A mistake that people make is equating hierarchy with management style. Hierarchy is the amount of power a person gives to a person that is socially above him. Management style is what you do with that power. Hierarchy can help self-managing teams as long as it isn’t combined with a controlling management style.

Hierarchy can help a LeSS adoption. This might feel strange, but makes sense. What happens when you adopt a non-controlling management style in a hierarchical environment? That would mean the manager sets expectations, shares vision, and perhaps set goals… without deep involvement on how people achieve these goals. A hierarchical relationship can benefit self-management because in this case, the team would not request additional instructions as it is clear they are expected to figure it out themselves.

No surprise that Toyota and Lean have a strong team focus. When you read the works of Taiichi Ohno then a lot of his management style is clear in goals and expectations and but not controlling.

Systems Thinking

My last observation that I’d like to share is more recent. The last years I’ve taught a lot of Certified LeSS Practitioner courses in the world. Systems thinking is one of the topics that I cover during this course using systems modeling as one tool. Recently I had a course in Tokyo and two weeks later a course in San Francisco. The difference between the two courses was like night and day.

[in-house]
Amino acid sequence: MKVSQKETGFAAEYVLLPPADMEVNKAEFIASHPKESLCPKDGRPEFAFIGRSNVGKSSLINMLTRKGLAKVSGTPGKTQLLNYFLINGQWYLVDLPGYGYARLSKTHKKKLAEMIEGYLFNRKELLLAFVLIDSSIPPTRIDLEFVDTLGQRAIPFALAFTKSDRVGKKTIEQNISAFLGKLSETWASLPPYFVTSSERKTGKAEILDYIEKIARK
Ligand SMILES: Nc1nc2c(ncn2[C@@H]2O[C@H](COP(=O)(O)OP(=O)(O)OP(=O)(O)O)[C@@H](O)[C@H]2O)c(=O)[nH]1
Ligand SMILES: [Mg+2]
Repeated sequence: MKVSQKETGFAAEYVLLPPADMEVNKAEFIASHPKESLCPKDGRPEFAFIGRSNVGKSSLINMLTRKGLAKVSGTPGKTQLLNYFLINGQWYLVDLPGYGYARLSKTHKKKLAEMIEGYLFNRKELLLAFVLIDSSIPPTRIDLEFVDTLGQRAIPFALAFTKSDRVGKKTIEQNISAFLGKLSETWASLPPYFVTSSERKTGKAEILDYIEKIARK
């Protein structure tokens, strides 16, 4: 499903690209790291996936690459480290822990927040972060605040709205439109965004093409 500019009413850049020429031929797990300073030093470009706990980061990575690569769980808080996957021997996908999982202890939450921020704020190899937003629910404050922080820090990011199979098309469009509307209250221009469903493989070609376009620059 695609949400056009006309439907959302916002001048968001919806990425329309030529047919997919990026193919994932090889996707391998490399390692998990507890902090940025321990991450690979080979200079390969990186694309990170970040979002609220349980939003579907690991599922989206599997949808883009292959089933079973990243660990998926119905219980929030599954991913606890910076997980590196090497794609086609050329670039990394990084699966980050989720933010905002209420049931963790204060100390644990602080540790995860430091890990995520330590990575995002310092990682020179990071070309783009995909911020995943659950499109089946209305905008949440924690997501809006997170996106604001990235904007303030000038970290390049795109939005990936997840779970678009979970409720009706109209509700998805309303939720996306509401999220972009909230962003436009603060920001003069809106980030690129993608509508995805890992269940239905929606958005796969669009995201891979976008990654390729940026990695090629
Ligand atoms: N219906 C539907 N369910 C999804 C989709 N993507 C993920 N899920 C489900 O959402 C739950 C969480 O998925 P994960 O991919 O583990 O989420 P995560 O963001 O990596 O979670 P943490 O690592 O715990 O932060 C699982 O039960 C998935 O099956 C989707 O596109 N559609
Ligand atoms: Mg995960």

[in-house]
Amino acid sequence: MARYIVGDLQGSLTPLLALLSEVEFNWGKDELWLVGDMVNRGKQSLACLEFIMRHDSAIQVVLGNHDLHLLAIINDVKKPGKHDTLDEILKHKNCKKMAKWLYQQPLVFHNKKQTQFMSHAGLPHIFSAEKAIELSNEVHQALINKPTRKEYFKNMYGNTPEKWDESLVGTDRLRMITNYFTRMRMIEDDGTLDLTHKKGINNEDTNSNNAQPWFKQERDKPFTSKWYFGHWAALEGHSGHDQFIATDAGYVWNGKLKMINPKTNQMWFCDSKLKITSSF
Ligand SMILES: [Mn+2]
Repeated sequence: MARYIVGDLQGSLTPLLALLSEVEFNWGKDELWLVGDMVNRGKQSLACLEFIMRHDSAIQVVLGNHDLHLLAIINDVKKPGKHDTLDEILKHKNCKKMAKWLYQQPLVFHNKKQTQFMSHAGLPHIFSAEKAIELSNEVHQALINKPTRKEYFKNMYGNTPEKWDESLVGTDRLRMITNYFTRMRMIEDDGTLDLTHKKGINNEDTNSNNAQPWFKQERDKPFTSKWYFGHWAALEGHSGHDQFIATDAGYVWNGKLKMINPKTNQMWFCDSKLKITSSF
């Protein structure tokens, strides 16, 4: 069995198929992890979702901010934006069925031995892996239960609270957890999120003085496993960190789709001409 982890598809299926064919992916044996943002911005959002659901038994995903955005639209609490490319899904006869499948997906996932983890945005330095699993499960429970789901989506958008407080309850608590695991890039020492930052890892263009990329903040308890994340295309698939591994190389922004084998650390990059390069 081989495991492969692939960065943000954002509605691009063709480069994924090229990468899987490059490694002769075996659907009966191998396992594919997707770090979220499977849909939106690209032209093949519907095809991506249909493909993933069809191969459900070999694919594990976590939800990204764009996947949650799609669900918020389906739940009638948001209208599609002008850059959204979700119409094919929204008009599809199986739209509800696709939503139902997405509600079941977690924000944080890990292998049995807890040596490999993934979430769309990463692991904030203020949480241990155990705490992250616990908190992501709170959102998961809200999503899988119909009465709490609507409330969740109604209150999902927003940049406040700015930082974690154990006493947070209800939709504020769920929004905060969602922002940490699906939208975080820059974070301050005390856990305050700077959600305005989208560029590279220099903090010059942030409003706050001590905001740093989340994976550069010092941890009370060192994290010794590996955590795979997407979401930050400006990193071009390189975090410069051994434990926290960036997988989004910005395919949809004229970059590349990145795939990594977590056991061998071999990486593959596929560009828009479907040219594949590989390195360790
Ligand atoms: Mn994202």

In the Tokyo course, after explaining the notation of systems modeling and agreeing on a dynamic to model, the people quickly filled up the entire whiteboard. In the San Francisco course, the opposite happened. The people had a hard time agreeing on a dynamic to model, wrote two variables on the whiteboard and got stuck. They would argue about a detail and wondering how to proceed with the exercise. Of course, these are generalizations and are not always true, but still the contrast was surprising.

Why would this be? Of course, I can only speculate and relate to cultural theories that I’m familiar with. Eastern societies are more collective (hence self-managing teams working really well), long-term and holistic while western societies are more individualistic, direct cause-effect thinking, and short-term focused. This domightes clarify the difference in how easy it is to get started using systems thinking.


I’ve visited Japan often enough to say that it is part of me, it has changed me and my thinking forever. I’ve also visited often enough to know that I can never truly be part of Japan. It is a unique society with its strengths and lots of drawbacks. When I didn’t visit Japan for a couple of months, I miss it though and I suspect that I’ll continue to be there regularly for the rest of my life. For LeSS in Japan, I have high hopes. It will go slow and steady but there is a definitive cultural fit. I hope it can help transform Japanese product companies. And personally, thanks to the country and the people for all the insights you’ve given me.